Obviously, SAL is a site that covers music more positively. I refuse to waste my time writing terribly negative reviews on music I do not like whether it is “relevant” to pop culture or not. Pitchfork does though and they are certainly entitled to do just that. However, in my opinion they continue to do a disservice to music. And that is my main point here.

    God, fuck all this talk about Pitchfork.

  6. “Dude, I can’t believe you just wrote that.”

    I know…what the fuck?

    When I first came across this post – as well as Standard Lipsum’s commentary – I was ready to get all riled up against the evil empire that is Pitchfork. After reading though, I felt nothing of the sort.

    Anyway, I’m not going to spend another hour on this because that was just ridiculous. I will say that there is some real validity to covering what’s relevant in the music world and not just the music you love, especially if you have a million people reading your site every week. Beside, I’d argue that the folks at Pitchfork truly believe they’re doing both. Regardless, when you have a staff of 50 writers and you’re cranking out four reviews a day, plus additional features, you’re never going to make everyone happy all the time. While they certainly haven’t made diehard fans out of you and I, there’s a ton of people who consider Pitchfork the indie Bible. That in itself is yet another point of contention on which we could probably riff back and forth for hours…and we’d probably be on the same side.

    I think my problem with Pitchfork is that they don’t cover anything relevant to ME…which honestly is a “me problem,” not the site’s. Still, when they do review an interesting record, there’s usually more emphasis placed on verbose, tangled quasi-narratives than the actual music. In other words, I read reviews because I want to be turned on to new bands. Sure, it’s great if the review is entertaining, but Pitchfork reviews are practically the opposite of that; they’re tiring and nearly impossible to get through. I learn nothing.

    I guess that my biggest beef with the condemnation of Pitchfork on the issue of the FINCA comp is that while they were critical of the music contained within, they were very complimentary regarding the organization and their mission. In fact, they go as far as saying that despite the lackluster music, you should still buy the cd. If you go back to Standard Lipsum’s original post, the headline reads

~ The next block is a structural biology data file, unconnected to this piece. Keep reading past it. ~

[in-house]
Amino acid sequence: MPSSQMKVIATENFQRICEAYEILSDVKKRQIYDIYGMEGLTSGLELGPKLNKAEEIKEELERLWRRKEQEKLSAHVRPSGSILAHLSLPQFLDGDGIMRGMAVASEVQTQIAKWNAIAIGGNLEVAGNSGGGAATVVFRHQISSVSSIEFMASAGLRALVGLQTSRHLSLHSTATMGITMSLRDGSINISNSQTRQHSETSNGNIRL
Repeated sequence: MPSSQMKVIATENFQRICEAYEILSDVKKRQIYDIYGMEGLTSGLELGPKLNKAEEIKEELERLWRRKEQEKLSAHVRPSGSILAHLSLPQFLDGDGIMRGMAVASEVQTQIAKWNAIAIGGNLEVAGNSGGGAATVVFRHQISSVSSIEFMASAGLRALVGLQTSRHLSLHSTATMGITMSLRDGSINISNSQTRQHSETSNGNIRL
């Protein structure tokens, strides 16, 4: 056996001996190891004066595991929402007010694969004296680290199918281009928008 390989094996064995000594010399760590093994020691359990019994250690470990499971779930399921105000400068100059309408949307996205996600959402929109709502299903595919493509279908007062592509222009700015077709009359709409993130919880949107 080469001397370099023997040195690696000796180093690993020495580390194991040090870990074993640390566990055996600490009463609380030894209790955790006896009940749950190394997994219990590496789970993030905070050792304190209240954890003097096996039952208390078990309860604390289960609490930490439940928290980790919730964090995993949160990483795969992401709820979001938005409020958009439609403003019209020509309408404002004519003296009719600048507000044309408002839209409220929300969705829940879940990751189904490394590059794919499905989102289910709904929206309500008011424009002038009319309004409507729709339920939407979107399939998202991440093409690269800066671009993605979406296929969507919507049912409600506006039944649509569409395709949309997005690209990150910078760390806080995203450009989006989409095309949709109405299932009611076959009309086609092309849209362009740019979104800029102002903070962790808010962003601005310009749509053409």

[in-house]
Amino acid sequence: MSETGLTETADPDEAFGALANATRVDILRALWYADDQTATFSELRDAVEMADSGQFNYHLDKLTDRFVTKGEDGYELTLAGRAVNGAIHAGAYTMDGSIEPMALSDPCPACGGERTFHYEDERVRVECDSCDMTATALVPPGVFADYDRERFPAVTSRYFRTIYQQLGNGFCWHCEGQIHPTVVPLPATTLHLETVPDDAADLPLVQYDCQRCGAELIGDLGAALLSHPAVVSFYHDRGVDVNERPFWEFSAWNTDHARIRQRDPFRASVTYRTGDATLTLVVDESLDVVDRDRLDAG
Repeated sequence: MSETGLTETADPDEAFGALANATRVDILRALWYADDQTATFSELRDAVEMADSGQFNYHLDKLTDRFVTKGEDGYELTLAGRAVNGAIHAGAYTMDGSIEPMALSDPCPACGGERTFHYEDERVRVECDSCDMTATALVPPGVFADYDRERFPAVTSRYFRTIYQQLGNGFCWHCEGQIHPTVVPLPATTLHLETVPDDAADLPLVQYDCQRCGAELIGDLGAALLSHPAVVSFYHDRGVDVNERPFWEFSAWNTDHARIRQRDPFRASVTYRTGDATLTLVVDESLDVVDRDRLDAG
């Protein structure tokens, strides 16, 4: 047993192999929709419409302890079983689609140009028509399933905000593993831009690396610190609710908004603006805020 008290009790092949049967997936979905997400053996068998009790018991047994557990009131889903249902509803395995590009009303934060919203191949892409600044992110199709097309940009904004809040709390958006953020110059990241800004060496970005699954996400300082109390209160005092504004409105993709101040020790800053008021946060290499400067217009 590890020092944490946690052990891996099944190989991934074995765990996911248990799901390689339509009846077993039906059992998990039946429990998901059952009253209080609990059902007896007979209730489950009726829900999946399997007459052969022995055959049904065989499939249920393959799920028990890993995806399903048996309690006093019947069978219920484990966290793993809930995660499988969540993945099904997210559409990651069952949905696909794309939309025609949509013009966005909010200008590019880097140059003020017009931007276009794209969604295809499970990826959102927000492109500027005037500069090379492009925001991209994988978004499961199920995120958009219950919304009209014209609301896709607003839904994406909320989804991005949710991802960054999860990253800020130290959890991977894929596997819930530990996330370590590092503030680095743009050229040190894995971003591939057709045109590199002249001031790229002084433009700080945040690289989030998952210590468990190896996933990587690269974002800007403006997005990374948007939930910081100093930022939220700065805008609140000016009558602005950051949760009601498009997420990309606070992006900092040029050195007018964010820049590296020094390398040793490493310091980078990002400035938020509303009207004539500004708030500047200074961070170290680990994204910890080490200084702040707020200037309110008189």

“Pitchfork Critiques Worthy Cause”

    And that’s just not correct. They critique the music. They promote the worthy cause. You’re focusing too much on the number rating which has nothing to do with FINCA. In truth, if we were to go back in time and were somehow able to slap a shiny new “7” rating on that review, I don’t think we’d be having this conversation. After all, no one bothered to mention this review that ran two days ago: http://www.pitchforkmedia.com/article/record_review/47181-causes-1

    Very similar in tone and style, highlighting both the music and the cause. Aside from the positive comments and rating of the bands, it’s practically the same review.

    If you say there are some big problems with Pitchfork, you’ll get absolutely no argument from me. However, I don’t think this review supports that assertion in the least. Let’s talk about the over-hyping of this boring turd of a record: http://www.pitchforkmedia.com/article/record_review/15201-funeral Seriously…a 9.7?

  7. Perhaps Chase’s title was misleading…the review obviously never says anything negative about FINCA…just the music that supports the organization. I understand that. But, seriously, after reading that review who is going to go and purchase those songs? Not many…especially the people who take Pitchfork’s word as the “indie bible.” That is what I have a problem with. I guess on that, we will continue to disagree.

    Obviously, there is validity in covering all relevant music good or bad. If I did SAL full-time or had a bunch of other writers I would cover more music too. However, that is not where Pitchfork does their disservice to music.

  8. You may be right; hipsters who follow the Pitchfork guide to buying music may not purchase the album based on the negative rating. That truly would suck.

    Of course, there’s always the option of simply donating directly to FINCA…and perhaps because Pitchfork has highlighted the organization in a positive way within the review, people will do exactly that. And for that reason I feel like the site needs defending (on this particular issue).

    In other news, I love George Bush.

  9. I think you overestimate people that religiously follow Pitchfork.

    In other news, illegal downloading kills little babies!

  10. Where is your “stop illegal downloading” banner?

  11. dude, what are you talking about…it’s up top right now!